I'm taking a quick blog series break here to ask one important question: what is the primary factor that makes a church institutional?
I've written previously on several occasions about a sort of unholy trinity that forms the backbone of institutional church life. These three are expensive/special church buildings, salaried clergy, and worship services/ceremonies. Almost all institutional churches have some form of these three in place. They may go by different names, of course, but at a substantive level they are the same.
Other components of the church institution are also extremely common: budgets, fund raising, youth groups, committees, tithes and offerings, Sunday School, bulletins, nurseries, church signs, websites, etc.
Keeping all this in mind, what do you believe is the one main thing that makes the institution in fact the institution?
I'll tell you my answer: salaried clergy.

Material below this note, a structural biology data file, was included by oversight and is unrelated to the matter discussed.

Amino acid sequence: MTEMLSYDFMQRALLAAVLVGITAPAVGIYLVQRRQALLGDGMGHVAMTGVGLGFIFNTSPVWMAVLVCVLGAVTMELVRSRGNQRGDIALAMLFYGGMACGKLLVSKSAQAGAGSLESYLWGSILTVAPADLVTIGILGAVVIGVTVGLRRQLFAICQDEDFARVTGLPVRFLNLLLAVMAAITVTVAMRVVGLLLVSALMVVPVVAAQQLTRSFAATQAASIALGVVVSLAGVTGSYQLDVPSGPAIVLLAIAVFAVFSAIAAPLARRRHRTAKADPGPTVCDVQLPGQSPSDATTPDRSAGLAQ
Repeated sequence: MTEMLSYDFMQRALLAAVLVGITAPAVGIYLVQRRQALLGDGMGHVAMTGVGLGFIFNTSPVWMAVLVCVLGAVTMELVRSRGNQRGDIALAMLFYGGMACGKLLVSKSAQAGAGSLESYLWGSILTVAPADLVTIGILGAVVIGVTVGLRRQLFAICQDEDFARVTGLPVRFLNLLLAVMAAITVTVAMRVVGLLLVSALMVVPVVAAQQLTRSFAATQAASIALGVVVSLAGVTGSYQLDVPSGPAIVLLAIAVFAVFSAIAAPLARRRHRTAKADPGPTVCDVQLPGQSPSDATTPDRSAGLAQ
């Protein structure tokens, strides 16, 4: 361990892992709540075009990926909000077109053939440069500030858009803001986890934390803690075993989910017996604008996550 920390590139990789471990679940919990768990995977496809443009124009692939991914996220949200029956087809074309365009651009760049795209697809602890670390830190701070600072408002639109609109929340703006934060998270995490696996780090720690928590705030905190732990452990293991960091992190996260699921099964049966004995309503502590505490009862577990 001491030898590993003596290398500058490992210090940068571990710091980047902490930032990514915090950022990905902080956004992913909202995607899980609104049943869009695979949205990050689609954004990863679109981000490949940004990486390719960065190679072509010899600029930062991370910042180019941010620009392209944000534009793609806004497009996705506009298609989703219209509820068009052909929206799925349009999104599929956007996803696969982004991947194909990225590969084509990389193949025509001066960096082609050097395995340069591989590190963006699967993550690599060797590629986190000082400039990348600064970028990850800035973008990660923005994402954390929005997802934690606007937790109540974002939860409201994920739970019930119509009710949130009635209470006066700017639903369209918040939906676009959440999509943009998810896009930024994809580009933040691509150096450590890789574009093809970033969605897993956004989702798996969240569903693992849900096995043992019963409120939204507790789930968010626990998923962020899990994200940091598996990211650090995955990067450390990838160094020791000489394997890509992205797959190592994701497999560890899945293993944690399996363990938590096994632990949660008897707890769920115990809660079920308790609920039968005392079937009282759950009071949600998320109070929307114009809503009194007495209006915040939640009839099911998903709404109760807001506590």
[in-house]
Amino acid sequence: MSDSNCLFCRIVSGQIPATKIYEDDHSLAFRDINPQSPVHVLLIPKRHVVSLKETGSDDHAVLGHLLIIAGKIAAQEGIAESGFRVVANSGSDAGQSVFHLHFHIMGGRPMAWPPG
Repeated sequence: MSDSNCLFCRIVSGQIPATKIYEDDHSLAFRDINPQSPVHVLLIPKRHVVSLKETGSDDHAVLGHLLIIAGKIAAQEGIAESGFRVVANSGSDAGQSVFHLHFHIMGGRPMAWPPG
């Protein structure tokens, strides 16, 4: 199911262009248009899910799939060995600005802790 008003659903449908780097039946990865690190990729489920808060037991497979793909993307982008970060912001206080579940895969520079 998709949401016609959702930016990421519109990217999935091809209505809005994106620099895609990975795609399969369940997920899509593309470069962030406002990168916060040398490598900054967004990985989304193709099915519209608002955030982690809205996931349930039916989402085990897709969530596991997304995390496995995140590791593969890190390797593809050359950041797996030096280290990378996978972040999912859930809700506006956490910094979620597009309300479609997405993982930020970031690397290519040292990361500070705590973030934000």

Of all the various parts that make the church institution what it is, the most significant is full-time clergy who dominate the life of the fellowship. While scripture describes an active body where each part is important, the institution gives us a drowsy group put to sleep by pastors who do almost everything. If you attend almost any church gathering it is the salaried clergy who stand front and center. They expect to do this, and the folks in the pews expect it, too. It's much of the reason pastors/priests receive paychecks.
Since the clergy are paid, they need something to do. Go ahead and ask institutional believers what their pastor's most important task is. Most will respond by saying preaching. By this they mean giving a 30 minute lecture once or twice on Sundays. This lecture requires both a special building and a ceremony. It also demands that the people sit quietly and obediently.
If church families desire to avoid institutionalization what they must do is minimize the role of the clergy. One means of accomplishing this is simply to not pay anybody. If you remove the paycheck, then everyone is forced to become more active. This has the potential to bring about great vibrancy within the fellowship. I highly recommend it.